The University of Adelaide
You are here » Home » People directory
Text size: S | M | L
Printer Friendly Version
September 2018
MTWTFSS
     12
3456789
10111213141516
17181920212223
24252627282930
       

Mr Rhys Bowden

Doctor of Philosophy student

Honours graduate

 

Office: 666 | Telephone: +61 8 8313 1605


Research seminars

TitleSeries
Modelling computer network topologies through optimisationPostgraduate Seminar

Doctoral thesis

Application of compressed sensing to network measurement and routing


Honours thesis

Recovering sparse vectors exactly from few linear measurements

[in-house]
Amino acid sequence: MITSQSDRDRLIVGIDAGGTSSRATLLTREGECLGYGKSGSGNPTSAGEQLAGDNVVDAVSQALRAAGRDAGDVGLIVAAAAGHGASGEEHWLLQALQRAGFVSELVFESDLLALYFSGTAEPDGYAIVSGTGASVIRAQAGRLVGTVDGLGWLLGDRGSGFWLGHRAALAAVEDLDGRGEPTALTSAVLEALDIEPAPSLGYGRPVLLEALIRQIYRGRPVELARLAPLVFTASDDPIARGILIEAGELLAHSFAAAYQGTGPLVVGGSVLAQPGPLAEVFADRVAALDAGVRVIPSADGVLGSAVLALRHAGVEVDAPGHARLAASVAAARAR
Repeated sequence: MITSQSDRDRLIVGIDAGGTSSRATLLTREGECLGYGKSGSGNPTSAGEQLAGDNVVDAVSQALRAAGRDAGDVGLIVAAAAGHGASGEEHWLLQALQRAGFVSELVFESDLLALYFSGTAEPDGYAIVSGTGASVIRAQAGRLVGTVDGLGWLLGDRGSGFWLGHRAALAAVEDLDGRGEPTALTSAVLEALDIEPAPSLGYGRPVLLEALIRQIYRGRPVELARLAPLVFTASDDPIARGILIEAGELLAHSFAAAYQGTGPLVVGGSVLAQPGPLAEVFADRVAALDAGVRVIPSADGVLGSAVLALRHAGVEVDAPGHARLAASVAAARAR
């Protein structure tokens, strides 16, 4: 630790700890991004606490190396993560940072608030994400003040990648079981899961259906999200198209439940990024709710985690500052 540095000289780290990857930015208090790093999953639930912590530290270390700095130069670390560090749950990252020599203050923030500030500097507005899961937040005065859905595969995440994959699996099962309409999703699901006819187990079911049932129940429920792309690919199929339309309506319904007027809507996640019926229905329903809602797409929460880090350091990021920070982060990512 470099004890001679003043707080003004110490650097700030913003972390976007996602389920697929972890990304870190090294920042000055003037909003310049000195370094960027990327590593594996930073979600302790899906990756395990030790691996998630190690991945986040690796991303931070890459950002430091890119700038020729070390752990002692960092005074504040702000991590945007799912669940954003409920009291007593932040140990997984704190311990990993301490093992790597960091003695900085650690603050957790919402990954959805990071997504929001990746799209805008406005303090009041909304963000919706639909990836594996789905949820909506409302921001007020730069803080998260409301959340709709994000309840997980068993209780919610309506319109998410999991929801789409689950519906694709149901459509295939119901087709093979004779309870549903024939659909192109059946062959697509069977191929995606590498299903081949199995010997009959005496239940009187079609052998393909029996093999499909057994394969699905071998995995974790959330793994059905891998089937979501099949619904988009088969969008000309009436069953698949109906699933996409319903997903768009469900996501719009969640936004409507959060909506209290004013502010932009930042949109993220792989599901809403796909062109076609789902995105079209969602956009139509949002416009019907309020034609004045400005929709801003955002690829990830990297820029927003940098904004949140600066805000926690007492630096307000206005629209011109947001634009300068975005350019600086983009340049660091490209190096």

Given a system of n linear equations in m variables, with m > n, there are infinitely many possible solutions. However, if the solution is also required to be sparse, i.e. to have few nonzero elements, then the problem is changed drastically. In many such cases, there is a unique sparsest solution. Undetermined systems of linear equations occur in many fields, including sparse representation and compressed sensing in signal processing; computation on large data sets; error correcting codes and privacy preserving computation. Often the most desirable solutions are sparse solutions. In some cases this is because they require the fewest resources to implement, or the least space to remember. In other cases it's because they most accurately represent the behaviour of signals. Unfortunately, even if a unique sparsest solution does exist, ?nding it might not be computationally tractable. In general, ?nding the unique sparsest solution x is NP-hard, requiring combinatorial optimisation. Fortunately, there are several common ways to attempt to reach the sparsest solution quickly, including greedy methods, ?1 -minimisation (basis pursuit) and fast combinatorial algorithms. As the performance bounds for these algorithms are mostly given with undetermined constants or relatively weak inequalities, it is interesting to consider what occurs in practice for speci?c values of m and n. We test their the success rates and speed for these algorithms over a range of practical values. Comparing the algorithms, we see that Orthogonal Matching Pursuit is both faster to implement and substantially faster to run, but requires a greater number of measurements to retrieve the signal than ?1 -minimisation.